In this article, you will get all information regarding How White Sox starter Dylan Cease has become one of baseball’s best

A few hours before last Wednesday afternoon’s game against the Royals at Guaranteed Rate Field, Dylan Cease strolled back into the White Sox clubhouse with a smile on his face.

He had just been out by the Sox dugout being interviewed by MLB Network’s Mark DeRosa and Lauren Shehadi, hosts of the daily morning show “MLB Central.”

The obvious questions were asked.

“Why are you so good?”

“Why weren’t you invited to the All-Star Game?”

“Where did that slider come from?”

There were more.

DeRosa and Shehadi asked Cease what he had for breakfast. When he said omelette, they wanted to know what was in it.

They also wanted to know things like where Cease resides in the offseason, why he has a mustache, personal questions.

Silly, yes, but when you’re having a season like Cease is putting together, inquiring minds want to know all of the details.

While he’s never seemed comfortable with attention, the Sox’s 26-year-old starting pitcher understands why it’s been building.

“It’s definitely a lot different,” Cease said. “I haven’t done a whole lot of, I guess, picturing where exactly this would lead me. I’ve always been more of, what needs to be worked on right now?


        
        
        
        
        
        
        
        
        
        
        
        
        
        
        
        
        
        
        
        
        
        
        
        

“I’m satisfied with how this season’s gone so far but I don’t think I’ll ever kind of relax or take a day off with what I’m trying to do.”

Here is what Cease has done to this point.

• He made history after allowing 1 run over 6 innings in the White Sox’s 2-1 win over Texas Friday night.

Cease is now the first pitcher to ever allow 1 earned run or less in 13 straight starts, dating back to 1913. He was tied with the Mets’ Jacob deGrom at 12 in a row.

• He was voted American League Pitcher of the Month in June and July, becoming the first Sox pitcher to earn the honor twice in a season.

Cease was 2-1 with a 0.33 ERA in 5 June starts and 5-1 with a 0.76 ERA in 6 July starts.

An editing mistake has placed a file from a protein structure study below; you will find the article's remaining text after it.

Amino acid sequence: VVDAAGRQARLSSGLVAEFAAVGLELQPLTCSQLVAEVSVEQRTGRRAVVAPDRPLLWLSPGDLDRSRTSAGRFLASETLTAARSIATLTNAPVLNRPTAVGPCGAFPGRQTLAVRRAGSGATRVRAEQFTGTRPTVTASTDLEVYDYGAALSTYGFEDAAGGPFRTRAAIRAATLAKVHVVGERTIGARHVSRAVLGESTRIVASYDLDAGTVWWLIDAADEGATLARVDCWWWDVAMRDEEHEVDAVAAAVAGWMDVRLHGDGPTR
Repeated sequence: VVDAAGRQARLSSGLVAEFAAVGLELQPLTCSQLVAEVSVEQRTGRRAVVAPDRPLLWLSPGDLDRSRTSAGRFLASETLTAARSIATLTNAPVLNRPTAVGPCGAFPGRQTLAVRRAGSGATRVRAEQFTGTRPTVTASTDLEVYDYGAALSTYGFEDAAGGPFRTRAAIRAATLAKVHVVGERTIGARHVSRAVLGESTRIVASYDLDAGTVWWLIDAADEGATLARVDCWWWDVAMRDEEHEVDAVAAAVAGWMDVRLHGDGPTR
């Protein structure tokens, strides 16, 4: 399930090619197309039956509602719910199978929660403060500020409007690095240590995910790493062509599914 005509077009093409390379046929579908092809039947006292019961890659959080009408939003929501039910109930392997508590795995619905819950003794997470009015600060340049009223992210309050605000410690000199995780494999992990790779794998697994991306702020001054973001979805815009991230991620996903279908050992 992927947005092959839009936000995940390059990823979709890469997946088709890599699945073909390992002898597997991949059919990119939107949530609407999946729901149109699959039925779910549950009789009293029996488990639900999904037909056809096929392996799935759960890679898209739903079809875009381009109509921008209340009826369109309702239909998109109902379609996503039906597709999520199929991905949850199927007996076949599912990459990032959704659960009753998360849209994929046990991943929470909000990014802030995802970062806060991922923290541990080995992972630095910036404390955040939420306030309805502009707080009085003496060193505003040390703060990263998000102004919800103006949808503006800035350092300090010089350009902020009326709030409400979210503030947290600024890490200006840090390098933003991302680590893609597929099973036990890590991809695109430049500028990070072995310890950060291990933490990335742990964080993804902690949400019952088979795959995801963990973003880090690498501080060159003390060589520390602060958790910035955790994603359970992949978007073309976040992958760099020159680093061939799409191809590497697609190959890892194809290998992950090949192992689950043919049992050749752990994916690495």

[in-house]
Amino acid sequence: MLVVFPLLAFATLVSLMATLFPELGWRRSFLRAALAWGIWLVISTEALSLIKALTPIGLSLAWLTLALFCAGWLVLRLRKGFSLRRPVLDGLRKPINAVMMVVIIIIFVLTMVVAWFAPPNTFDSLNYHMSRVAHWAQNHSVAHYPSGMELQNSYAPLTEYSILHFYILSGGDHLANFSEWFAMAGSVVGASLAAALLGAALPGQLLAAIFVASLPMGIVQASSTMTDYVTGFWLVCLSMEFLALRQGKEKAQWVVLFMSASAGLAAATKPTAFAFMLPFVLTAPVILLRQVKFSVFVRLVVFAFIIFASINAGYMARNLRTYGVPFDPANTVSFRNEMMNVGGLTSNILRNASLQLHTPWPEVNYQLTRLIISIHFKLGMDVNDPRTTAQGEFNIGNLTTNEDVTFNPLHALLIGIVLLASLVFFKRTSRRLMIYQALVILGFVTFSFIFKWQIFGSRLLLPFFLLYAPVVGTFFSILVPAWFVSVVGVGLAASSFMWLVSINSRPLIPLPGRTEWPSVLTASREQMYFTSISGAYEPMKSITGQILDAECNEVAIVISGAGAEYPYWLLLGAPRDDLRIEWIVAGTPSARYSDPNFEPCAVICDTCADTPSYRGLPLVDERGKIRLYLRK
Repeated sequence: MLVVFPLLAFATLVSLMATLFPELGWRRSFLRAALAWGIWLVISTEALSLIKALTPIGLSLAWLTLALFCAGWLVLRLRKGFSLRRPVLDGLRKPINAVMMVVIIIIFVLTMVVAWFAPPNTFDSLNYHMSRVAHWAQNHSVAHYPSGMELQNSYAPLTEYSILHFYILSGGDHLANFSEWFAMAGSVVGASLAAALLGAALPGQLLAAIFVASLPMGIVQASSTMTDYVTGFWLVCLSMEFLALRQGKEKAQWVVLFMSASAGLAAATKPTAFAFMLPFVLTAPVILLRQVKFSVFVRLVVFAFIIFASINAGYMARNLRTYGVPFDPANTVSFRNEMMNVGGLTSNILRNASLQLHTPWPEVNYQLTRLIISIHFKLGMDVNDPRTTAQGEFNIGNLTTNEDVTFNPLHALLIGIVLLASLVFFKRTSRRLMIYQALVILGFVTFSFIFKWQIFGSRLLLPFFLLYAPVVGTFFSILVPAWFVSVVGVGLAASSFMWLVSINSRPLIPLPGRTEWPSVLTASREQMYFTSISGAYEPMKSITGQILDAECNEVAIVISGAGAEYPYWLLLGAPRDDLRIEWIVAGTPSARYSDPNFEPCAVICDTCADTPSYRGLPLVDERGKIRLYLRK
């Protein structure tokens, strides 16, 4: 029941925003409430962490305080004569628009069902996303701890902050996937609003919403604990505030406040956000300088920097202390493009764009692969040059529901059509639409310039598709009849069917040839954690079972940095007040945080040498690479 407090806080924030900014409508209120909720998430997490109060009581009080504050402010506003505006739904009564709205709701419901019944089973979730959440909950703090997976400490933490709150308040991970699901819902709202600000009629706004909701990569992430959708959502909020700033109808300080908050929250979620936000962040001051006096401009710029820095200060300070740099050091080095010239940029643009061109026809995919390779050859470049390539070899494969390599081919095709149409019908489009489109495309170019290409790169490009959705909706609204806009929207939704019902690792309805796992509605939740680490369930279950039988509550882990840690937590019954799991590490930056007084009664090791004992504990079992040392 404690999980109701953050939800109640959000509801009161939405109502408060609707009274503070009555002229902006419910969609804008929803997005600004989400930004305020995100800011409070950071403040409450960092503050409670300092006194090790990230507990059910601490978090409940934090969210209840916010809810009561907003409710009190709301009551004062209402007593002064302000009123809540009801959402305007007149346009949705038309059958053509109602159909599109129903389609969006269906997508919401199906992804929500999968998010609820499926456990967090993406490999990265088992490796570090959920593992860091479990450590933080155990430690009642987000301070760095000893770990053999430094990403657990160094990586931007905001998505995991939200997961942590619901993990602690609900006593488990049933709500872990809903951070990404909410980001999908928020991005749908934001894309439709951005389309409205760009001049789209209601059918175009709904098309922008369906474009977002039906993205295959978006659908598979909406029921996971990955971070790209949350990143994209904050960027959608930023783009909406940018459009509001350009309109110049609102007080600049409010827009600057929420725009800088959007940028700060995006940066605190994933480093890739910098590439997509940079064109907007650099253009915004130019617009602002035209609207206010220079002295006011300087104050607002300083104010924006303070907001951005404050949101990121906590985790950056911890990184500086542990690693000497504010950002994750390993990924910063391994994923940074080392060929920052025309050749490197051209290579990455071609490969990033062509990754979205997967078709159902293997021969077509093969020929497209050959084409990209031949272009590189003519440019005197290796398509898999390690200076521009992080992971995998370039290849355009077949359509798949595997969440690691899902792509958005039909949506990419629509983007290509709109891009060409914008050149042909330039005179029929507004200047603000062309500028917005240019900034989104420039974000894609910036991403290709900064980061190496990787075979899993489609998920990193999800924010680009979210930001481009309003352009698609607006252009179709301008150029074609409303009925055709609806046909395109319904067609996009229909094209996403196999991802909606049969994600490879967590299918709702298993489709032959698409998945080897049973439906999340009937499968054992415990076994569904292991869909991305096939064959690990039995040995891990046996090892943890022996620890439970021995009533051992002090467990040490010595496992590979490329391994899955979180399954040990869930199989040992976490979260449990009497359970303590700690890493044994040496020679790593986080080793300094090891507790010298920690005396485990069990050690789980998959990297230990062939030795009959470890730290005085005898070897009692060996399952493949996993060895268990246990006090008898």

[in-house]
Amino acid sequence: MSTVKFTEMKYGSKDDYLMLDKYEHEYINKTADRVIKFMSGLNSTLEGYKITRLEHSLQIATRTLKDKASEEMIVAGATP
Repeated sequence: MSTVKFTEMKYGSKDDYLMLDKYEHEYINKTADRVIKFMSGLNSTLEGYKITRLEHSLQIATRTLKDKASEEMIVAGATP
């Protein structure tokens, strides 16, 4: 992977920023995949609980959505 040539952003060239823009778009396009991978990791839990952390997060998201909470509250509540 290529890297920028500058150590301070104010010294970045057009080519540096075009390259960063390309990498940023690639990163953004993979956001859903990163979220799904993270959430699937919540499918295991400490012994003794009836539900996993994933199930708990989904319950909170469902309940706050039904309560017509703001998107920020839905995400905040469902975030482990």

• Heading into Saturday’s play, he ranked third in MLB with a 1.98 ERA, was tied for second with 166 strikeouts (in 122⅔ innings) and was tied for fourth with 12 wins.

Last year, Cease stepped up and showed he has top of the rotation potential, going 13-7 with a 3.91 ERA and striking out 226 in 165⅔ innings.

This year, he’s taken his game to the stratosphere.

“Dylan, we saw a pretty consistent second half out of him (in 2021) where he was one of the better starters in the league,” White Sox general manager Rick Hahn said. “I believe he was toward the top in terms of swings and misses in the zone for an extended period of time leading into this year. He cleaned up a few things over the course of the offseason and hasn’t looked back since.”

Command was always a problem for Cease. While his stuff is electric, it was rarely harnessed.

This season, Cease has been much better putting the ball where he wants it.

“I’ve really gotten past tinkering with mechanics,” he said. “I trust my mechanics now. When I tinker it’s where I’m putting my eyes, where am I aiming? More subtle details now.”

Locating his pitches better has helped Cease become one of the best starters in the game, and his slider has been devastating.

He’s thrown the pitch 42% of the time, according to Statcast. Cease’s 97 strikeouts on the slider lead the majors for a single pitch.

A mechanical adjustment with the slider has resulted in a huge payoff this season.

“I was just trying to get more depth on it,” Cease said. “For whatever reason, I just came up with, ‘Let’s try to put this deeper in my hand,’ and all of a sudden it kind of took off. I throw it harder now. I’m able to control it better.

“It was definitely one of those things where it clicked and it felt just natural and effortless, so that’s really what I’m striving for at the end of the day.”

While he was an All-Star Game snub, Cease is making a strong run at the AL Cy Young Award.

As it stands now, he’d finish second to Houston’s Justin Verlander. The 39-year-old righty is 15-3 with a 1.73 ERA and 127 strikeouts in 130 innings after making only 1 start in 2020 and missing all of last season recovering from Tommy John surgery.

“I’ve been watching that guy since he debuted in (2005),” Cease said of Verlander. “I was 11. I’ve kind of always appreciated the greats, especially the power guys. What he’s doing is remarkable. Just missing the amount of time he did and to come back and essentially be a horse, and a guy a team can rely on, it’s unbelievably impressive.

“He was throwing 99 (mph) in the seventh or eighth (inning) the other day. I have a lot of respect for him.”

With each passing start, Cease is earning more and more respect for himself.

“I’m just trying to do the same thing every start, really,” he said. “The biggest emphasis for me is what I have to focus on to actually execute. I try not to get carried away with anything other than, ‘Hey, what’s my focus today?’

“I try to visualize it, try to focus on it. I think that’s maybe where consistency comes from. I’m just trying to take the ball, execute pitches and be stable and be someone that can be relied on.”



How White Sox starter Dylan Cease has become one of baseball’s best

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